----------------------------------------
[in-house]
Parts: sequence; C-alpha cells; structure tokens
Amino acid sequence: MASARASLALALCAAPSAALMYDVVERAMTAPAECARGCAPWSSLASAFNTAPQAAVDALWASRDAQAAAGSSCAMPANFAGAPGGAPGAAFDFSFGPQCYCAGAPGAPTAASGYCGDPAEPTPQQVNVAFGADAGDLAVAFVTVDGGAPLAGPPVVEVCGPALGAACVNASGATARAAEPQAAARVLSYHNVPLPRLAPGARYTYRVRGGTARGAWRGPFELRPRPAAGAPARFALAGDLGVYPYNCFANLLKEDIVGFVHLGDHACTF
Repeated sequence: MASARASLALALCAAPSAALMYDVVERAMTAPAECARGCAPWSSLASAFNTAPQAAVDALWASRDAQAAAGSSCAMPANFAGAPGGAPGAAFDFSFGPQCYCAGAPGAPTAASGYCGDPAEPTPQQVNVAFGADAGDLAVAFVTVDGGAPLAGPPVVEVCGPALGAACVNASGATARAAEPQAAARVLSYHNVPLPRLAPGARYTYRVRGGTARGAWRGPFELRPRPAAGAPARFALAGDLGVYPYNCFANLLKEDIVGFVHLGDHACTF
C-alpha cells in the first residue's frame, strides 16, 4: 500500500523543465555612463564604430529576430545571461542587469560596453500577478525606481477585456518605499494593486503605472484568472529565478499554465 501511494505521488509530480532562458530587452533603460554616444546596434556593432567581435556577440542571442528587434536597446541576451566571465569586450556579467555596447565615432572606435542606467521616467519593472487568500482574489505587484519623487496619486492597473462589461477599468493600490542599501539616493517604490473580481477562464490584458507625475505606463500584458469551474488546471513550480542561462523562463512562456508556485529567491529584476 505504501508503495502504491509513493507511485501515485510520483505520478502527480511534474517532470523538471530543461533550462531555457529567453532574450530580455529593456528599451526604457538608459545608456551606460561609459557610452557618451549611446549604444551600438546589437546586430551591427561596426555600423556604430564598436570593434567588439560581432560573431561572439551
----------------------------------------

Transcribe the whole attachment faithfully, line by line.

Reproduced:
[in-house]
Parts: sequence; C-alpha cells; structure tokens
Amino acid sequence: MASARASLALALCAAPSAALMYDVVERAMTAPAECARGCAPWSSLASAFNTAPQAAVDALWASRDAQAAAGSSCAMPANFAGAPGGAPGAAFDFSFGPQCYCAGAPGAPTAASGYCGDPAEPTPQQVNVAFGADAGDLAVAFVTVDGGAPLAGPPVVEVCGPALGAACVNASGATARAAEPQAAARVLSYHNVPLPRLAPGARYTYRVRGGTARGAWRGPFELRPRPAAGAPARFALAGDLGVYPYNCFANLLKEDIVGFVHLGDHACTF
Repeated sequence: MASARASLALALCAAPSAALMYDVVERAMTAPAECARGCAPWSSLASAFNTAPQAAVDALWASRDAQAAAGSSCAMPANFAGAPGGAPGAAFDFSFGPQCYCAGAPGAPTAASGYCGDPAEPTPQQVNVAFGADAGDLAVAFVTVDGGAPLAGPPVVEVCGPALGAACVNASGATARAAEPQAAARVLSYHNVPLPRLAPGARYTYRVRGGTARGAWRGPFELRPRPAAGAPARFALAGDLGVYPYNCFANLLKEDIVGFVHLGDHACTF
C-alpha cells in the first residue's frame, strides 16, 4: 500500500523543465555612463564604430529576430545571461542587469560596453500577478525606481477585456518605499494593486503605472484568472529565478499554465 501511494505521488509530480532562458530587452533603460554616444546596434556593432567581435556577440542571442528587434536597446541576451566571465569586450556579467555596447565615432572606435542606467521616467519593472487568500482574489505587484519623487496619486492597473462589461477599468493600490542599501539616493517604490473580481477562464490584458507625475505606463500584458469551474488546471513550480542561462523562463512562456508556485529567491529584476 505504501508503495502504491509513493507511485501515485510520483505520478502527480511534474517532470523538471530543461533550462531555457529567453532574450530580455529593456528599451526604457538608459545608456551606460561609459557610452557618451549611446549604444551600438546589437546586430551591427561596426555600423556604430564598436570593434567588439560581432560573431561572439551